Convictions – “I Won’t Survive” (ep)


Three years after Hope for the Broken, Convictions seemingly turns back the clock to the mid-2000s resurrecting metalcore of the kind that hasn’t been heard for a while on I Won’t Survive.

Convictions origin dates back to 2012, which saw the band endure some lineup changes, release a couple ep’s in 2015 which did well on the iTunes metal charts. Add in some tours with the likes of Eyes Set to Kill and Upon a Burning Body and the band was making a name for themselves. Hope for the Broken helped to cement this reputation and the album did receive good reviews. For I Won’t Survive, Danyal Suchta replaced John Fleischmann on bass but the rest of the lineup remained unchanged.

Having reviewed Hope for the Broken in 2018, I had a feeling I knew what I was getting into when I fired up I Won’t Survive, but I was definitely not ready for this release. From the very opening of “The War That Followed Me Home”, the listener is transported back to the halcyon days of the mid-2000s when metalcore bands were popping up everywhere and following a standard formula that goes something like this: Heavy opening and verse sections that typically lack melody and are like breakdowns alternating with clean chorus sections…and then sprinkle in downtuned guitars, various electronica noises, and actual breakdowns and you get the idea. Obviously not the genre for me, but for those who are willing to go back and check, I actually sort of liked Hope for the Broken, concluding my review with…

…the emotion and power in the vocals were the distinguishing feature for me, both in the heavy and clean sections and keep Hope for the Broken from being just another metalcore album.

Unfortunately on I Won’t Survive, for me, the emotion is still present but clouded by the stereotypical arrangements and music and in many ways, it does seem like this would be an older album from years ago when these elements and song structures ruled the genre. To be honest, I do love the musical chaos that is inherently part of the songs, but back in the day, bands like Training for Utopia and others managed to bring that chaos into a coherent statement in contrast to metalcore where it largely used just to contrast the clean chorus sections. As an editorial note at this point, yes, I am an old metalhead/punk/hardcore kid, so it is likely that I just don’t “get it”, and I’m ok with that.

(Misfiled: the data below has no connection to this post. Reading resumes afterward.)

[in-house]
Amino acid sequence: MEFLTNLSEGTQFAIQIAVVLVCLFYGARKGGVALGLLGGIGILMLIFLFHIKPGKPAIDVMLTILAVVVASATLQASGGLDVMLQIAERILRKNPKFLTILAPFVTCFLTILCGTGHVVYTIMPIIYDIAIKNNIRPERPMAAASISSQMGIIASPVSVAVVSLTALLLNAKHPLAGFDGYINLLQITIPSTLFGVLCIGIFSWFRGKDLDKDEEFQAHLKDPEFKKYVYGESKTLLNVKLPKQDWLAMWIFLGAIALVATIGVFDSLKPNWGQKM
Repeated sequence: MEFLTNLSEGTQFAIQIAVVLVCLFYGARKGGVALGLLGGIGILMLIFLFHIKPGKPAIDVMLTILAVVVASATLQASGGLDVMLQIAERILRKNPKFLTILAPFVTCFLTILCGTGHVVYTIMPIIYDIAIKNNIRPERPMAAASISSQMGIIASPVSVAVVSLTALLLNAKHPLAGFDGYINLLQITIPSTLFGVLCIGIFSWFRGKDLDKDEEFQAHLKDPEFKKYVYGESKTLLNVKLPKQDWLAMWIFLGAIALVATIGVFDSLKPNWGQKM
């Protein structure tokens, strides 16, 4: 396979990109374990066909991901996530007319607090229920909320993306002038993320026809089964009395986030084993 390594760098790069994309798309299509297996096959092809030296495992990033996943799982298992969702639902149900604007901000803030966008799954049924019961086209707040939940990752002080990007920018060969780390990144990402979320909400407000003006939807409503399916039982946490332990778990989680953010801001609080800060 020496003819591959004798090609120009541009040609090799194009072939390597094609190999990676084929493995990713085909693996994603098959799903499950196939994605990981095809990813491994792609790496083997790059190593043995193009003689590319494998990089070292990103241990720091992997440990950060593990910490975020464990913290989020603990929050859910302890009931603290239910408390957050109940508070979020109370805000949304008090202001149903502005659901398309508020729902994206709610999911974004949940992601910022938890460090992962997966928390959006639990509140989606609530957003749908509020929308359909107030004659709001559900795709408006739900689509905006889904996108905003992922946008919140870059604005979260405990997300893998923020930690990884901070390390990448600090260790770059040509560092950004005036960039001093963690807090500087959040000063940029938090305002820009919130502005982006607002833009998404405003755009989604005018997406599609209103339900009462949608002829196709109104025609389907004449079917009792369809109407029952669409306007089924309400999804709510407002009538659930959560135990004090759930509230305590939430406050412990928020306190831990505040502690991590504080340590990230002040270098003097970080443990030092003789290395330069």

As I often do, I look around at other reviews of the album and was a bit surprised to see terms like “innovative” and “fresh breath” used to describe this effort and its place in the metalcore genre. And in all fairness, within the first month of release, the album did have likely over 1 million streams on Spotify, so it obviously strikes a chord with a large audience. The emotion is there and I applaud the band for tackling some very tough topics including suicide and being able to draw the listener in and impart the emotion onto them. For me, I was looking for some melody within the heaviness and innovation in the genre to me is a band like Darkness Divided who brought in some more traditional metal elements and guitar solos. Having walked through Cornerstone festivals in the mid-2000s and seen bands like Devil Wears Prada go from playing grass generator stages to headlining, this album seemed a throwback to those early days.

Rating: 6.5/10

Written by John Jackson


  1. The War That Followed Me Home
  2. Wreckage
  3. The Price of Grace
  4. Teeth
  5. Hurricane
  6. Everything I Never Told You
  7. Last Cell

Band Members
Michael Felker – Vocals
Danyal Suchta – Bass/Vocals
Joshua Canode – Guitar
Zach Schwochow – Drums

Release Date: May 7th 2021

Record Label: Independent

Weblinks: Facebook Bandcamp / Website / iTunes / Spotify

Video for ‘Wreckage’

Video for ‘The War That Followed Me Home’

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